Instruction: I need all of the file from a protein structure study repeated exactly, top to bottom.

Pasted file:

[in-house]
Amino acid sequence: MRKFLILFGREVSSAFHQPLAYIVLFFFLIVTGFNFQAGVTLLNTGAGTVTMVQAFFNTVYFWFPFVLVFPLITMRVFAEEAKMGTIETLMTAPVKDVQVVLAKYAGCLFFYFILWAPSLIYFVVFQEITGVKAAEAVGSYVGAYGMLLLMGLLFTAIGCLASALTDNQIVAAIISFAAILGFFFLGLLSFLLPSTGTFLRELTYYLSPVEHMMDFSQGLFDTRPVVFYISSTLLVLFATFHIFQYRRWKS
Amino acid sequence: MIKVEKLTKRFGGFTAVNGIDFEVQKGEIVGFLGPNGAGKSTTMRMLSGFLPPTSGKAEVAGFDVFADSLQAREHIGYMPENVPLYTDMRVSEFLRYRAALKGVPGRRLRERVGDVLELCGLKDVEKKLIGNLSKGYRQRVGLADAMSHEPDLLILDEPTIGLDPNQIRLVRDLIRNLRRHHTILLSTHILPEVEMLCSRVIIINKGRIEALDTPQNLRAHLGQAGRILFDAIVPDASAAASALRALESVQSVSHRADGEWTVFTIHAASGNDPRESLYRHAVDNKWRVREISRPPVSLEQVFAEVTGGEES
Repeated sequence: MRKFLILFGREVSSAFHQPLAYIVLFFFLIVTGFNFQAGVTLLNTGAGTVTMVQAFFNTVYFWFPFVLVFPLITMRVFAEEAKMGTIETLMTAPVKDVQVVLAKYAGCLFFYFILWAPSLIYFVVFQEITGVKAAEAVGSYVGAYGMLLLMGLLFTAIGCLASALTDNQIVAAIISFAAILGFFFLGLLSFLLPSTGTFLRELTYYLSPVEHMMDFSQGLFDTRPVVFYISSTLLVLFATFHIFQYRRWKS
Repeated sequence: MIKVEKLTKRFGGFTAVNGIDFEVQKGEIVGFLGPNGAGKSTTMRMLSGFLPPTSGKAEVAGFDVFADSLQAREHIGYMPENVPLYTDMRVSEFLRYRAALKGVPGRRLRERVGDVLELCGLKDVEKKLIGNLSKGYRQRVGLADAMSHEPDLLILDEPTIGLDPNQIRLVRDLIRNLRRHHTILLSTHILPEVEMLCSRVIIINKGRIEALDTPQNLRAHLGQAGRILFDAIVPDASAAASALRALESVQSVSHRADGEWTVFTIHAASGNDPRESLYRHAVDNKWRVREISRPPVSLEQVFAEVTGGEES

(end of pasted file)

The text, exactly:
[in-house]
Amino acid sequence: MRKFLILFGREVSSAFHQPLAYIVLFFFLIVTGFNFQAGVTLLNTGAGTVTMVQAFFNTVYFWFPFVLVFPLITMRVFAEEAKMGTIETLMTAPVKDVQVVLAKYAGCLFFYFILWAPSLIYFVVFQEITGVKAAEAVGSYVGAYGMLLLMGLLFTAIGCLASALTDNQIVAAIISFAAILGFFFLGLLSFLLPSTGTFLRELTYYLSPVEHMMDFSQGLFDTRPVVFYISSTLLVLFATFHIFQYRRWKS
Amino acid sequence: MIKVEKLTKRFGGFTAVNGIDFEVQKGEIVGFLGPNGAGKSTTMRMLSGFLPPTSGKAEVAGFDVFADSLQAREHIGYMPENVPLYTDMRVSEFLRYRAALKGVPGRRLRERVGDVLELCGLKDVEKKLIGNLSKGYRQRVGLADAMSHEPDLLILDEPTIGLDPNQIRLVRDLIRNLRRHHTILLSTHILPEVEMLCSRVIIINKGRIEALDTPQNLRAHLGQAGRILFDAIVPDASAAASALRALESVQSVSHRADGEWTVFTIHAASGNDPRESLYRHAVDNKWRVREISRPPVSLEQVFAEVTGGEES
Repeated sequence: MRKFLILFGREVSSAFHQPLAYIVLFFFLIVTGFNFQAGVTLLNTGAGTVTMVQAFFNTVYFWFPFVLVFPLITMRVFAEEAKMGTIETLMTAPVKDVQVVLAKYAGCLFFYFILWAPSLIYFVVFQEITGVKAAEAVGSYVGAYGMLLLMGLLFTAIGCLASALTDNQIVAAIISFAAILGFFFLGLLSFLLPSTGTFLRELTYYLSPVEHMMDFSQGLFDTRPVVFYISSTLLVLFATFHIFQYRRWKS
Repeated sequence: MIKVEKLTKRFGGFTAVNGIDFEVQKGEIVGFLGPNGAGKSTTMRMLSGFLPPTSGKAEVAGFDVFADSLQAREHIGYMPENVPLYTDMRVSEFLRYRAALKGVPGRRLRERVGDVLELCGLKDVEKKLIGNLSKGYRQRVGLADAMSHEPDLLILDEPTIGLDPNQIRLVRDLIRNLRRHHTILLSTHILPEVEMLCSRVIIINKGRIEALDTPQNLRAHLGQAGRILFDAIVPDASAAASALRALESVQSVSHRADGEWTVFTIHAASGNDPRESLYRHAVDNKWRVREISRPPVSLEQVFAEVTGGEES